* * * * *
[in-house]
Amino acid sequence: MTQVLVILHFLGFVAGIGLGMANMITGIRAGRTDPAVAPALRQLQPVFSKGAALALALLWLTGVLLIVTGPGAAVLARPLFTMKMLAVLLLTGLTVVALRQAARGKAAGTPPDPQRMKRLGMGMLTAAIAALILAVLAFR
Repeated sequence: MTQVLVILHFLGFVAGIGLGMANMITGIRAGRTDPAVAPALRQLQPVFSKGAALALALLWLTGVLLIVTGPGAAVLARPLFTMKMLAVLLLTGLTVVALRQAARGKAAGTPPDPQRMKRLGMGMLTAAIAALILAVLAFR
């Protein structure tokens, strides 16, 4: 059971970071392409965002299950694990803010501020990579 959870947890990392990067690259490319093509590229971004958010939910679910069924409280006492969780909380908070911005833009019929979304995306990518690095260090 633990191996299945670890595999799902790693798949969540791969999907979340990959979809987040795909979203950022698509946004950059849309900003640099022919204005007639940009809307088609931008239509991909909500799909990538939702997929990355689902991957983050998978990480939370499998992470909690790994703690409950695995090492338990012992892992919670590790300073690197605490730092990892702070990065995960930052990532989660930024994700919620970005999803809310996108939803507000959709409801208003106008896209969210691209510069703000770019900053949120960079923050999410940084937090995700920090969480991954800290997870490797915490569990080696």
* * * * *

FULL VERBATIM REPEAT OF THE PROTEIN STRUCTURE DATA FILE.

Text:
[in-house]
Amino acid sequence: MTQVLVILHFLGFVAGIGLGMANMITGIRAGRTDPAVAPALRQLQPVFSKGAALALALLWLTGVLLIVTGPGAAVLARPLFTMKMLAVLLLTGLTVVALRQAARGKAAGTPPDPQRMKRLGMGMLTAAIAALILAVLAFR
Repeated sequence: MTQVLVILHFLGFVAGIGLGMANMITGIRAGRTDPAVAPALRQLQPVFSKGAALALALLWLTGVLLIVTGPGAAVLARPLFTMKMLAVLLLTGLTVVALRQAARGKAAGTPPDPQRMKRLGMGMLTAAIAALILAVLAFR
């Protein structure tokens, strides 16, 4: 059971970071392409965002299950694990803010501020990579 959870947890990392990067690259490319093509590229971004958010939910679910069924409280006492969780909380908070911005833009019929979304995306990518690095260090 633990191996299945670890595999799902790693798949969540791969999907979340990959979809987040795909979203950022698509946004950059849309900003640099022919204005007639940009809307088609931008239509991909909500799909990538939702997929990355689902991957983050998978990480939370499998992470909690790994703690409950695995090492338990012992892992919670590790300073690197605490730092990892702070990065995960930052990532989660930024994700919620970005999803809310996108939803507000959709409801208003106008896209969210691209510069703000770019900053949120960079923050999410940084937090995700920090969480991954800290997870490797915490569990080696």